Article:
Many investigators have demonstrated the safety, tolerability, and feasibility of DNA vaccination, in cohorts encompassing a spectrum of health, from healthy naïve cohorts to patients with end-stage disease. While DNA vaccine constructs are relatively simple to engineer and to produce, in humans, the potency of DNA vaccination alone is limited. In fact, the immunogenicity of the DNA vaccines in humans becomes obvious only after heterologous boosting. Clinical experience with DNA vaccination using other antigenic targets, notably malaria and HIV, have uncovered greater efficacy of priming when DNA vaccination is used as a priming vaccination in a heterologous prime-boost regimen, compared to homologous vaccination strategies. (13
) In our preclinical model, heterologous E7-targeted vaccination using DNA priming and vaccinia-based boosting is considerably more immunogenic than homologous vaccination with either DNA DNA or vaccinia-vaccinia, or vaccinia-DNA regimens.(18
) Because our target patient population is essentially healthy, our first trial needed to demonstrate safety of the vaccine construct used alone. It does appear possible to elicit measureable changes in HPV-specific T cell responses in patients with established preinvasive HPV disease.
Pre-existing adaptive immune responses to E6, presumably reflecting previous exposure and immune recognition, did not appear to be associated with ability to respond to vaccination with this E7-targeted construct. In this cohort, we identified endogenous responses to E6 more frequently than responses to E7, and were overall, of greater magnitude. Several lines of evidence suggest that the E6 oncoprotein may well be more immunogenic than E7. While functional T cell recognition of both antigens have been measured in peripheral blood in unvaccinated clinical cohorts, memory CD4+ T cell responses against HPV16 E6 are found frequently in healthy subjects without disease,(19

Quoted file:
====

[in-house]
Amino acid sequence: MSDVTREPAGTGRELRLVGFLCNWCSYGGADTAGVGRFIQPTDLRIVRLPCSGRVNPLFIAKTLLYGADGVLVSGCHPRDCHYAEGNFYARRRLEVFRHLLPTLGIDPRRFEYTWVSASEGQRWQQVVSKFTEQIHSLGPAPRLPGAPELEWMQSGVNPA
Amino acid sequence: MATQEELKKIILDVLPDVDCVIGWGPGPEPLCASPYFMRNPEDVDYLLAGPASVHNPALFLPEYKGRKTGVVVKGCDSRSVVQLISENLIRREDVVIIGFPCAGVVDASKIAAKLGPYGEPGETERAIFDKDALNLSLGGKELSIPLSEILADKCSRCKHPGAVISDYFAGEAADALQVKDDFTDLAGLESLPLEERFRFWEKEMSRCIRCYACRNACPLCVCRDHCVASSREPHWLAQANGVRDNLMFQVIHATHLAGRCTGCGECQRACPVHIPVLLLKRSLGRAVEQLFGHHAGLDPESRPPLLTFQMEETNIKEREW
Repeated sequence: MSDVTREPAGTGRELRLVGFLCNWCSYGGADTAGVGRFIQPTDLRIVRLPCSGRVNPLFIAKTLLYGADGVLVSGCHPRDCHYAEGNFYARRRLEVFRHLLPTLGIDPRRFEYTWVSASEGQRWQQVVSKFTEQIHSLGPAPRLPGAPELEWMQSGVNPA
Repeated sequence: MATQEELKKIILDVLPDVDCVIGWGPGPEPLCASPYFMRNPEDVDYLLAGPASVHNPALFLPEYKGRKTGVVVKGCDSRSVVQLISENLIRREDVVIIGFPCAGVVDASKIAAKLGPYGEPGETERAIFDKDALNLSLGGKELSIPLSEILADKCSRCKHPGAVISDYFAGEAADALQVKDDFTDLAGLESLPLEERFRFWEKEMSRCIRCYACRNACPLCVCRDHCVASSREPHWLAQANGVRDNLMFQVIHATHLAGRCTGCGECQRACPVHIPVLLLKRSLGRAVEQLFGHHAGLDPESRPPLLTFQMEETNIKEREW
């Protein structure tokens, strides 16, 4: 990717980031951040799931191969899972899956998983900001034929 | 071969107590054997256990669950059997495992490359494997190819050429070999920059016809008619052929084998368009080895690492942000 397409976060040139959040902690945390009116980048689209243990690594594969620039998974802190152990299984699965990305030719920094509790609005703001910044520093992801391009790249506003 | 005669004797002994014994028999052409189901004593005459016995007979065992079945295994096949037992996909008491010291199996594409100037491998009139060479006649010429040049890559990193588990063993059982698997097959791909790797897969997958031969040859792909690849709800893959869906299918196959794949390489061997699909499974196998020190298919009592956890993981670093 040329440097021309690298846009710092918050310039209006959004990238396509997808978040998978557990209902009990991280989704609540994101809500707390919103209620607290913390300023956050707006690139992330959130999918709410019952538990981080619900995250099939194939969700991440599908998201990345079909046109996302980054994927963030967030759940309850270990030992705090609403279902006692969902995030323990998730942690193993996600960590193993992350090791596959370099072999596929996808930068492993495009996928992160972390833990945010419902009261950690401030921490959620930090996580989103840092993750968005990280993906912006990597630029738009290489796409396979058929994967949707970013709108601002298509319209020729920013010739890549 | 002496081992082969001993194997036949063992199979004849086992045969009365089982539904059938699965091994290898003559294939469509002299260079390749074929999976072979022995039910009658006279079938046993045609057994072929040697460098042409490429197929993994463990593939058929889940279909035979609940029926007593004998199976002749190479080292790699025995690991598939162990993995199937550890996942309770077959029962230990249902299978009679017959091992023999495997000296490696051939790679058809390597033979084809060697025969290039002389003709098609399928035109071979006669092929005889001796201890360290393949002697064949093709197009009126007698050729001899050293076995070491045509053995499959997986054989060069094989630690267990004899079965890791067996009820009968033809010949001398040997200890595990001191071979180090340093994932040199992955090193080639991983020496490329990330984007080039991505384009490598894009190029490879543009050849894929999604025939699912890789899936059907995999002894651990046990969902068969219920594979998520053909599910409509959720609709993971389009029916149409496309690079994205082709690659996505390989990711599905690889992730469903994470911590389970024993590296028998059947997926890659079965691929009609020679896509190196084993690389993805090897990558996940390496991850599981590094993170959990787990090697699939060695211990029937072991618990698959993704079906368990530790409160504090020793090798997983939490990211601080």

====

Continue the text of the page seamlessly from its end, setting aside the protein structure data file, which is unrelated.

) and conversely, the absence of CD4 recognition of E6 correlates with higher incidence of disease. (21
) In a recently published phase I trial assessing vaccination with E6 and E7, long peptides in subjects with late-stage cervical cancer, subjects who underwent vaccination with both E6 and E7 in the same limb displayed dominant responses to E6; vaccination with E6 peptides and E7 peptides targeting separate sets of draining lymph nodes, in contrast, increased the magnitude of response to E7, and did not affect the magnitude of responses to E6.(22